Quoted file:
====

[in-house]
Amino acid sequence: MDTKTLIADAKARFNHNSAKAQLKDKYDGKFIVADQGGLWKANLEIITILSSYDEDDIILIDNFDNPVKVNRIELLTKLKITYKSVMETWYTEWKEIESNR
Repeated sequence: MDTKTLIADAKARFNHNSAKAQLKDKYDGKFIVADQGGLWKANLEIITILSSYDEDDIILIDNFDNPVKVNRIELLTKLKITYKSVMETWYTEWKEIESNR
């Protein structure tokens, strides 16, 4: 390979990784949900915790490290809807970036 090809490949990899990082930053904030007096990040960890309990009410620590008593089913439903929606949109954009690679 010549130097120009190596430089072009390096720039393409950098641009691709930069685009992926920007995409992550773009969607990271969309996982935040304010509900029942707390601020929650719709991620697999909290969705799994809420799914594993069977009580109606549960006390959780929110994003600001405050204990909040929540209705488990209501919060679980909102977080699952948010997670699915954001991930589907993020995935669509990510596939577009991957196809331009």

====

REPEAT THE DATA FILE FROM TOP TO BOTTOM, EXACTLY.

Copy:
[in-house]
Amino acid sequence: MDTKTLIADAKARFNHNSAKAQLKDKYDGKFIVADQGGLWKANLEIITILSSYDEDDIILIDNFDNPVKVNRIELLTKLKITYKSVMETWYTEWKEIESNR
Repeated sequence: MDTKTLIADAKARFNHNSAKAQLKDKYDGKFIVADQGGLWKANLEIITILSSYDEDDIILIDNFDNPVKVNRIELLTKLKITYKSVMETWYTEWKEIESNR
């Protein structure tokens, strides 16, 4: 390979990784949900915790490290809807970036 090809490949990899990082930053904030007096990040960890309990009410620590008593089913439903929606949109954009690679 010549130097120009190596430089072009390096720039393409950098641009691709930069685009992926920007995409992550773009969607990271969309996982935040304010509900029942707390601020929650719709991620697999909290969705799994809420799914594993069977009580109606549960006390959780929110994003600001405050204990909040929540209705488990209501919060679980909102977080699952948010997670699915954001991930589907993020995935669509990510596939577009991957196809331009």